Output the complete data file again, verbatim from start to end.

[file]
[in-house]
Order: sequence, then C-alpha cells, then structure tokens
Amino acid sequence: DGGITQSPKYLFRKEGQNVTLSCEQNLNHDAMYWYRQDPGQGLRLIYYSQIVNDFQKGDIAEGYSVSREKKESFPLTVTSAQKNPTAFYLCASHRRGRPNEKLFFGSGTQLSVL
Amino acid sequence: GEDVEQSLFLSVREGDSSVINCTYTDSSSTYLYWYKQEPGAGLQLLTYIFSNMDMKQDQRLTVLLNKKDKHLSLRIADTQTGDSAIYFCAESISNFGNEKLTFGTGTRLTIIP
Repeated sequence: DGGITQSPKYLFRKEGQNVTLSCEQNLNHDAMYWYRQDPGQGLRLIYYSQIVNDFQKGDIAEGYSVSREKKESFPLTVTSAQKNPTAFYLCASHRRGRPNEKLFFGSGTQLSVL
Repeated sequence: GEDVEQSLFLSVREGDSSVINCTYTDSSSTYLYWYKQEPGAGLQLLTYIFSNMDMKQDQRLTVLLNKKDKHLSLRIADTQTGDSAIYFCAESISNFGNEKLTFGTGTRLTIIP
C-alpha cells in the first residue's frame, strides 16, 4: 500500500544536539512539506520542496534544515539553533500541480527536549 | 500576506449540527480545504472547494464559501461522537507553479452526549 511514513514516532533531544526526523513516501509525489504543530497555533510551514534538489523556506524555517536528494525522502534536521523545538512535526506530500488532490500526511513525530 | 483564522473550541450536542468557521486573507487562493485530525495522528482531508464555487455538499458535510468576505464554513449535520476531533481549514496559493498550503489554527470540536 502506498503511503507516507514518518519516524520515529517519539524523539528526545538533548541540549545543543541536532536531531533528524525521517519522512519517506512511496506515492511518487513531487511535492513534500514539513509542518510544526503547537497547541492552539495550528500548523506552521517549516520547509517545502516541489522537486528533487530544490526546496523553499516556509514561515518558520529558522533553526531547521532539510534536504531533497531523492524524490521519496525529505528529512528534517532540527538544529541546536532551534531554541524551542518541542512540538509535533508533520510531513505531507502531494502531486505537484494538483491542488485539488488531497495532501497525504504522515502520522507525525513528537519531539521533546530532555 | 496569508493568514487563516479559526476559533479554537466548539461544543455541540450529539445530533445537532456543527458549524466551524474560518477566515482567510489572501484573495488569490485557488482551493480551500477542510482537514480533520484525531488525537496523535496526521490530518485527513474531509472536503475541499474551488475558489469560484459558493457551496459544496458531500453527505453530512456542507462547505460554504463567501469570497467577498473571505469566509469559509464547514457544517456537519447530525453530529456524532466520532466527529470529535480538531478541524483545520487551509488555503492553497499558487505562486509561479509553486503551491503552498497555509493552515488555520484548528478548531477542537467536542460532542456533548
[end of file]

[in-house]
Order: sequence, then C-alpha cells, then structure tokens
Amino acid sequence: DGGITQSPKYLFRKEGQNVTLSCEQNLNHDAMYWYRQDPGQGLRLIYYSQIVNDFQKGDIAEGYSVSREKKESFPLTVTSAQKNPTAFYLCASHRRGRPNEKLFFGSGTQLSVL
Amino acid sequence: GEDVEQSLFLSVREGDSSVINCTYTDSSSTYLYWYKQEPGAGLQLLTYIFSNMDMKQDQRLTVLLNKKDKHLSLRIADTQTGDSAIYFCAESISNFGNEKLTFGTGTRLTIIP
Repeated sequence: DGGITQSPKYLFRKEGQNVTLSCEQNLNHDAMYWYRQDPGQGLRLIYYSQIVNDFQKGDIAEGYSVSREKKESFPLTVTSAQKNPTAFYLCASHRRGRPNEKLFFGSGTQLSVL
Repeated sequence: GEDVEQSLFLSVREGDSSVINCTYTDSSSTYLYWYKQEPGAGLQLLTYIFSNMDMKQDQRLTVLLNKKDKHLSLRIADTQTGDSAIYFCAESISNFGNEKLTFGTGTRLTIIP
C-alpha cells in the first residue's frame, strides 16, 4: 500500500544536539512539506520542496534544515539553533500541480527536549 | 500576506449540527480545504472547494464559501461522537507553479452526549 511514513514516532533531544526526523513516501509525489504543530497555533510551514534538489523556506524555517536528494525522502534536521523545538512535526506530500488532490500526511513525530 | 483564522473550541450536542468557521486573507487562493485530525495522528482531508464555487455538499458535510468576505464554513449535520476531533481549514496559493498550503489554527470540536 502506498503511503507516507514518518519516524520515529517519539524523539528526545538533548541540549545543543541536532536531531533528524525521517519522512519517506512511496506515492511518487513531487511535492513534500514539513509542518510544526503547537497547541492552539495550528500548523506552521517549516520547509517545502516541489522537486528533487530544490526546496523553499516556509514561515518558520529558522533553526531547521532539510534536504531533497531523492524524490521519496525529505528529512528534517532540527538544529541546536532551534531554541524551542518541542512540538509535533508533520510531513505531507502531494502531486505537484494538483491542488485539488488531497495532501497525504504522515502520522507525525513528537519531539521533546530532555 | 496569508493568514487563516479559526476559533479554537466548539461544543455541540450529539445530533445537532456543527458549524466551524474560518477566515482567510489572501484573495488569490485557488482551493480551500477542510482537514480533520484525531488525537496523535496526521490530518485527513474531509472536503475541499474551488475558489469560484459558493457551496459544496458531500453527505453530512456542507462547505460554504463567501469570497467577498473571505469566509469559509464547514457544517456537519447530525453530529456524532466520532466527529470529535480538531478541524483545520487551509488555503492553497499558487505562486509561479509553486503551491503552498497555509493552515488555520484548528478548531477542537467536542460532542456533548